How to Bread & Cook Salmon

by Beth Rifkin

Breading and baking salmon offers an alternative way to prepare the fish from more common methods, such as grilling or broiling. Offering a slightly different flavor and texture, breading salmon allows for a crispy and hearty exterior while the inside flesh stays moist and tender. Since salmon is a naturally fat-rich fish, no additional oil is required when breading and baking, however, drizzling the final product with a fine stream of finishing oil, such as extra virgin olive oil, can enhance the fish with a mild, buttery flavor.

Preheat oven to 400 degrees Fahrenheit. Brush the bottom of a baking pan lightly with vegetable oil, such as corn, safflower or sunflower.

Skin the salmon if necessary: Lay the fish on a cutting board or other washable surface with the skin side down. Cover one end of the salmon, preferably the tail if applicable, in salt to provide a better grip. Make a cut with a sharp knife between the flesh of the fish and the skin as you firmly hold the salted end, and slide the knife through the length of the fish.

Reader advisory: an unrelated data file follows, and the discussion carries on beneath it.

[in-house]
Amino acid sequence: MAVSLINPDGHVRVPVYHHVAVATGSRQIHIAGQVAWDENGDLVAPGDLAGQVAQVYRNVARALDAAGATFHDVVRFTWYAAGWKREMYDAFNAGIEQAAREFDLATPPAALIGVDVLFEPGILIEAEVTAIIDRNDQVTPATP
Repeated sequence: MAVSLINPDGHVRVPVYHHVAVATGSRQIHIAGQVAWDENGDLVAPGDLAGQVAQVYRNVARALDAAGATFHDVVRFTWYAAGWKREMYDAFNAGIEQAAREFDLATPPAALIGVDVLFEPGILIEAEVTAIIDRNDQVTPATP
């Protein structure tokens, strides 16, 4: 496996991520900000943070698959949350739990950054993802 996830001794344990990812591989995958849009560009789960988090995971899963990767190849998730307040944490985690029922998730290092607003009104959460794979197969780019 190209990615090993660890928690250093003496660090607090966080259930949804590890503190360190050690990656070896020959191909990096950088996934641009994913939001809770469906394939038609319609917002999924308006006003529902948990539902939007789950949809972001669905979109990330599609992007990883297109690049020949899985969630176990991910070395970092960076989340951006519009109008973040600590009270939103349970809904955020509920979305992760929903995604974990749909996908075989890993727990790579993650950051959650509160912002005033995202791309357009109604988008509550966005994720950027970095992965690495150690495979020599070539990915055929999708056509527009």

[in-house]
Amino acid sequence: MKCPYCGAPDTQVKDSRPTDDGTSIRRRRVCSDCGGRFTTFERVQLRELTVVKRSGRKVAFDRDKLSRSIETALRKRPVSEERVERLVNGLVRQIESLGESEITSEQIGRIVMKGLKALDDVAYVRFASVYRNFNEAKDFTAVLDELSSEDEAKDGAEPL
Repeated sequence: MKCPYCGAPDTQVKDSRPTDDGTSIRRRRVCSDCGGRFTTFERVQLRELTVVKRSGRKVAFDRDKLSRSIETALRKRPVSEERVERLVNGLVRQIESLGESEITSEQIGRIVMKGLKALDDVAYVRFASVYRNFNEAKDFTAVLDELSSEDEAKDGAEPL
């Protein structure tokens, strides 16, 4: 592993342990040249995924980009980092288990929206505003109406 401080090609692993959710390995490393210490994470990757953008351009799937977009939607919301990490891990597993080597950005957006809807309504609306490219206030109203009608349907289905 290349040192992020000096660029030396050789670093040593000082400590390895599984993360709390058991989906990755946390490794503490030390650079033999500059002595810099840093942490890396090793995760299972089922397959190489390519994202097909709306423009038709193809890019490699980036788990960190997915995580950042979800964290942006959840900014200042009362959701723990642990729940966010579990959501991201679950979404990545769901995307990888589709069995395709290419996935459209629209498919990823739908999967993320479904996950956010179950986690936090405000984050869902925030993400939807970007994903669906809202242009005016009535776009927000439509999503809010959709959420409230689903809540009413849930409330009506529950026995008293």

Cut the salmon across the grain into fillets.

Arrange three bowls in a row for the breading process. Place flour in the first bowl, which will help the eggs stick to the salmon. Break the eggs into the second bowl; two eggs should suffice for four to six 8-ounce fillets. Add a small amount of water to the eggs as a thinner, and whisk until the eggs are full beaten. Pour the bread crumbs into the third bowl, along with desired spices, such as salt, pepper, garlic onion and mustard seeds. Stir the dry ingredients until they are thoroughly mixed together.

Coat a salmon fillet with flour and then dip it into the eggs until it is completely coated. Place the salmon in the breadcrumb mixture; use a spoon to toss the fish, ensuring that it is fully coated.

Lay each salmon fillet in the baking pan. Place the pan on a center rack in the oven. Cook the salmon for 10 to 15 minutes or until it is firm and opaque in color.


  • Keep an eye on the salmon fillets as they are baking; overcooking salmon is the easiest way to turn a tender piece of fish into something that is dry and chewy. Check the fish by poking a sharp knife into the thickest part of the fillet about two to three minutes before it is due to be ready; continue to check as needed. The breadcrumbs should be golden brown in color and the fish should be opaque and have a firm texture. Salmon that easily flakes apart is overcooked.

    Serve the salmon with a lemon-dill sauce, garlic-tartar sauce, creamy herb sauce or a mustard-dill topping.

Photo Credits

  • Carmen Cordovez/Demand Media

About the Author

Beth Rifkin has been writing health- and fitness-related articles since 2005. Her bylines include "Tennis Life," "Ms. Fitness," "Triathlon Magazine," "Inside Tennis" and others. She holds a Bachelor of Business Administration from Temple University.